The following tips for APA citation and formatting is adapted from: http://www.apus.edu/Online-Library/tutorials/apa.htm
APA CITATION AND FORMATTING
When you base writing on published materials, which is a requirement of a majority of college course assignments, it is important to correctly credit those materials, or “sources”, with source credits, often referred to as “citations”, and to do so using the formatting rules required for the academic field of study within which you are writing. In the case of coursework completed for college psychology courses, the citation and formatting rules required have been established by the American Psychological Association (APA). While APA citation and formatting rules are widely used, they are not the rules for every college degree program. MLA and Turabian are examples of sets of other source citation and formatting rules. If you are taking a course outside of your major field of study you may never use APA formatting again after completing that course. As is the case with any degree, source citing and formatting rules compliance cannot be waived in a psychology course for students not pursuing a psychology degree; however, you will find that in almost any course, regardless of degree, you will not use every citation and formatting rule but rather likely be citing hard copy and electronic copy (e-format and web) books and articles, and websites (including sites that contain text only or video material) and that which of these types of sources are required is determined by course and individual assignment requirements and permissions. Below you will find examples of how these sources are APA cited in the body of one’s writing (often called “in-text” citing) and “referenced” in a References list attached to the end of one’s writing. This should prove helpful in focusing time and effort in learning about how to APA source cite on the types of citations you will need to use for this course.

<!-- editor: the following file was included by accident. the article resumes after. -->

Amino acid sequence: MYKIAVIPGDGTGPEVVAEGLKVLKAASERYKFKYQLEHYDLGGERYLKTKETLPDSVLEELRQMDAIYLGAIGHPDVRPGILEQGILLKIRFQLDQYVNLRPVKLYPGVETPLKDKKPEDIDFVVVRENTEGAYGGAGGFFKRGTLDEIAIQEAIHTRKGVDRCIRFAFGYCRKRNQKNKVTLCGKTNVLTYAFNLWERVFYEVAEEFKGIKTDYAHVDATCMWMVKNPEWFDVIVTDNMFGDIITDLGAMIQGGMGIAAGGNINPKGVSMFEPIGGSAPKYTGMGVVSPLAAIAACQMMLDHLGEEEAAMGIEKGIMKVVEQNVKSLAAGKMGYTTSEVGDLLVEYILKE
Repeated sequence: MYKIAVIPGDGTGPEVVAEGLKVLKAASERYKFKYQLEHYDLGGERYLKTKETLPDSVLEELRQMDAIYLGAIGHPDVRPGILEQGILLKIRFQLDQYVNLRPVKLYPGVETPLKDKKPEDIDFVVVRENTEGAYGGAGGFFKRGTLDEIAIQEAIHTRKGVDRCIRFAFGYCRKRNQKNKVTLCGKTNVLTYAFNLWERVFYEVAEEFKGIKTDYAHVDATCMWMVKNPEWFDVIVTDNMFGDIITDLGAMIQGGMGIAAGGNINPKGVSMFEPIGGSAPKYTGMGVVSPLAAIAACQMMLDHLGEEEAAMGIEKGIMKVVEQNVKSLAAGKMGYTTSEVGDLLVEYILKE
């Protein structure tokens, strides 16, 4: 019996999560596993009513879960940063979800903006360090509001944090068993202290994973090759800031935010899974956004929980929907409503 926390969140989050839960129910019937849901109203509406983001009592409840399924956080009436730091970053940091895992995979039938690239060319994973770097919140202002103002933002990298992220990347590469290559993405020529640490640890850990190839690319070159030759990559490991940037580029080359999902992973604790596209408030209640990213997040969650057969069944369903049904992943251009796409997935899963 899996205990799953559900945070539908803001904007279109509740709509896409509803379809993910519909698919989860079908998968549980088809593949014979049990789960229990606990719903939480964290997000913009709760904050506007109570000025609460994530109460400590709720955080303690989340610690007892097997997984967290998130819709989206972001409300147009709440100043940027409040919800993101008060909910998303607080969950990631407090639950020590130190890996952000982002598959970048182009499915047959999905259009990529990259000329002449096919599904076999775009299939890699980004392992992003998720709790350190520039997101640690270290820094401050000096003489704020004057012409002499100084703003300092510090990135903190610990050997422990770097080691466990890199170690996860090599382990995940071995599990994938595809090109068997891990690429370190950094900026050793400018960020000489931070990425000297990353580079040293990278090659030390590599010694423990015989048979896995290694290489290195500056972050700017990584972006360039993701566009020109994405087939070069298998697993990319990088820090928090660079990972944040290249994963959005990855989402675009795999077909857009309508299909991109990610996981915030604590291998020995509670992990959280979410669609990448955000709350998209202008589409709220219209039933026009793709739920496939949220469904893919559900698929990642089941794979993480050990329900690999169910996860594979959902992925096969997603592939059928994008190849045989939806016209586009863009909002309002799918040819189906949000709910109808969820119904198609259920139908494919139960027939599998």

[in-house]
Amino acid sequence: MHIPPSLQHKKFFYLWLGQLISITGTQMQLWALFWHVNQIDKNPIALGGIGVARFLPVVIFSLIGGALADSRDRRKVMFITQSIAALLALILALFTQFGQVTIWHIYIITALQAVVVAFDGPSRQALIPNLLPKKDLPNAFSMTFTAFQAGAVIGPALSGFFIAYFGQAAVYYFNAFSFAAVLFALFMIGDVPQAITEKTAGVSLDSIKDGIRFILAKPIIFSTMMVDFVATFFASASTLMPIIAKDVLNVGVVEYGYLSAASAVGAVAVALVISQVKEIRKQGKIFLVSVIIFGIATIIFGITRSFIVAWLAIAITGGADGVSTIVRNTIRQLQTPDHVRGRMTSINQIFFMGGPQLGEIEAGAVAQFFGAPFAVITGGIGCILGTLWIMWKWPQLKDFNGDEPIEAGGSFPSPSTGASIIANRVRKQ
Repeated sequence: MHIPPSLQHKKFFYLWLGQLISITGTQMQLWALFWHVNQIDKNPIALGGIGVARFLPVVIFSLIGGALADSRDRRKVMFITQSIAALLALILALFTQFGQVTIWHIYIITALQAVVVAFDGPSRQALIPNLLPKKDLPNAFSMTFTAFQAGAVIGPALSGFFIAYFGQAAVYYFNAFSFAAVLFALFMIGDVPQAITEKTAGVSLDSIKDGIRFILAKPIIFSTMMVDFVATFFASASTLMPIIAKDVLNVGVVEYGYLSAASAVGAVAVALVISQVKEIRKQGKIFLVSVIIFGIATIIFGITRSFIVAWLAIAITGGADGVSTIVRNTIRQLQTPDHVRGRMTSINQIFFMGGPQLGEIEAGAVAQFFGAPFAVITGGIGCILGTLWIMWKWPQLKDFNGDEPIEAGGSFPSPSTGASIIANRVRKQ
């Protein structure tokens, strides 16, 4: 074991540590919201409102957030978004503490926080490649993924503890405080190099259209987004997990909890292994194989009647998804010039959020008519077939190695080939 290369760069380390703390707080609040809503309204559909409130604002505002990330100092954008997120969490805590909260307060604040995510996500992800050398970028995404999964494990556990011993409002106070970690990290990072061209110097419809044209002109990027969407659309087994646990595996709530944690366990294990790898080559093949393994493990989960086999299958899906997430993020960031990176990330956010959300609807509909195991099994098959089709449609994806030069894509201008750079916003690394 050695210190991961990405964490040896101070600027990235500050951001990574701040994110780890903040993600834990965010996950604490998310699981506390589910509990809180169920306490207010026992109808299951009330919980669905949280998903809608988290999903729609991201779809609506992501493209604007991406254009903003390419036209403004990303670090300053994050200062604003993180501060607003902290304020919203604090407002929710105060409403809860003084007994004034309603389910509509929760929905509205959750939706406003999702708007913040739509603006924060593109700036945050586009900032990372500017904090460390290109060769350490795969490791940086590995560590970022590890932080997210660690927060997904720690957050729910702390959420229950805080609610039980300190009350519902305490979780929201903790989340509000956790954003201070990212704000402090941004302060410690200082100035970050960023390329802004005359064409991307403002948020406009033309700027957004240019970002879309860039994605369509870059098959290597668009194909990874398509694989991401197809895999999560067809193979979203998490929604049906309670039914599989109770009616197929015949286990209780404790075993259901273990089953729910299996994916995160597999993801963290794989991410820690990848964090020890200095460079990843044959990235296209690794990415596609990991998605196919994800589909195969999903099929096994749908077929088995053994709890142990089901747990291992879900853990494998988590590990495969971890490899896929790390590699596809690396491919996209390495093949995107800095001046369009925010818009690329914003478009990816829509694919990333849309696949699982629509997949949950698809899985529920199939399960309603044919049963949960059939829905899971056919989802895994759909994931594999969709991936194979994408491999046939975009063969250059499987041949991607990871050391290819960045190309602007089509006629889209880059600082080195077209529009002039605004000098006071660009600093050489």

References: Wade, C. & Tavris, C. (2011). Invitation to psychology, 5th Edition. Upper Saddle
River, NJ: Prentice Hall.
Wechsler, H., Davenport, A., Dowdall, G., Moeykens, B., and Castillo, S. (1994).
Health and behavioral consequences of binge drinking in college: A national survey of students at 40 campuses. Journal of the American Medical Association, 272, 1672-1677.
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